The Government announced today that it will said spending on the programme would be 1.59 trillion reais (£586 billion/$878 billion) in the coming years, with 959 billion reais (£354 billion/$530 billion) earmarked for between 2011 and 2014.
Known as the PAC II – the Portuguese acronym for accelerated growth programme, part two – it includes public and private investment, including public-sector companies and the federal, state and municipal branches of Government.
A new Bus Rapid Transit (BRT) system, providing fast, high capacity public transport, was one of the key points of Rio's successful bid to host the Olympics which will be one of the main projects that PAC II will be expected to help finance.
Rio's airport will also be dramatically upgraded to accommodate up to 20 million passengers a year.
In spite of widely-publicised delays to the first PAC – it foresaw investments of 504 billion reais (£186 billion/$280 billion) between 2007 and 2010 but more than half of its 2,500 projects have yet to begin – the PAC II will also provide a boost to the election campaign of Dilma Rousseff, Chief minister to Lula and his chosen successor.
Rousseff is expected to tout the massive investments to voters as evidence that Lula's centre-left Government is rapidly improving the potholed roads, clogged ports and underfunded health system that dog Latin America's biggest economy despite strong growth in recent years.
The centrist opposition, whose Presidential candidate is expected to be Sao Paulo State Governor Jose Serra, has criticised the programme as propaganda, pointing to lengthy delays in projects.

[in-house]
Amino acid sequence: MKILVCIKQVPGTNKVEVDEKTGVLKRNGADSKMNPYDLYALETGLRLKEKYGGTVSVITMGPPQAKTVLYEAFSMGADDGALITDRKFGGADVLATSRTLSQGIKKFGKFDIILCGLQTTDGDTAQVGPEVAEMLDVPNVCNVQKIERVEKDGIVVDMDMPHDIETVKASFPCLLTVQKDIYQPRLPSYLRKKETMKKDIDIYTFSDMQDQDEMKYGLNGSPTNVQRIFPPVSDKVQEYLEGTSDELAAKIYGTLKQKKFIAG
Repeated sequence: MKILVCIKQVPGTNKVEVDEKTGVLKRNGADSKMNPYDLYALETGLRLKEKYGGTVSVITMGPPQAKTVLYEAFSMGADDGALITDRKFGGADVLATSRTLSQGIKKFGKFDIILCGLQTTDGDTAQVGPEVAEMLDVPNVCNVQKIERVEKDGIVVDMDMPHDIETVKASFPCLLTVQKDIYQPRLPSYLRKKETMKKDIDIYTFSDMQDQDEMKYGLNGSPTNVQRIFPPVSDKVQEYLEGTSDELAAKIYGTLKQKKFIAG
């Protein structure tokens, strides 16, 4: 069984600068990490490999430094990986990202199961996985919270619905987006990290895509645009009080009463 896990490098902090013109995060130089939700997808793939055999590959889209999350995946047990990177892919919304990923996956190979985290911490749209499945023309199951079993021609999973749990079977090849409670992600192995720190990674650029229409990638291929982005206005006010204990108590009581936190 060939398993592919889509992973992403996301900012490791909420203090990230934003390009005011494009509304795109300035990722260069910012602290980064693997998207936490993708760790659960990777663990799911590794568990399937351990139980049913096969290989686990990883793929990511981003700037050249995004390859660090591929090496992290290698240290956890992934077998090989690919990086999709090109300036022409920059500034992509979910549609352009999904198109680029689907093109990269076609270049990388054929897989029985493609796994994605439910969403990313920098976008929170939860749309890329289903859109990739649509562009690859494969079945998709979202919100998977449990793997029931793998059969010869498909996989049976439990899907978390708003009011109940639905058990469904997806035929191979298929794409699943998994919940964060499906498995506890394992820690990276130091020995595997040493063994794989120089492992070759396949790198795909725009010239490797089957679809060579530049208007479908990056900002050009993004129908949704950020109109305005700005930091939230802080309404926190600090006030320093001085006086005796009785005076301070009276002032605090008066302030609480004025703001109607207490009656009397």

The hugely popular Lula, who cannot run for a third term, anointed Rousseff the "Mother of the PAC," making it clear he sees it as a key campaign strength for her.
Rousseff is trailing Serra in opinion polls, but has recently narrowed the gap and is seen by many analysts as the favorite because she will benefit from Brazil's rebounding economy and the support of the charismatic Lula.
By 2014, the new phase of the plan will spend an estimated 278 billion reais (£103 billion/$154 billion) on the "My House, My Life" Government programme to provide low-income families with housing, while 104.5 billion reais (£38.5 billion/$57.7 billion) will go to upgrading the often decrepit transport system. The country's energy sector will receive 465.5 billion reais (£171 billion/$257 billion), according to a Government document.
As well as making Brazilians' lives harder, transport and other infrastructure bottlenecks prevent the country from achieving more lofty economic growth rates comparable to fellow emerging giants like India and China.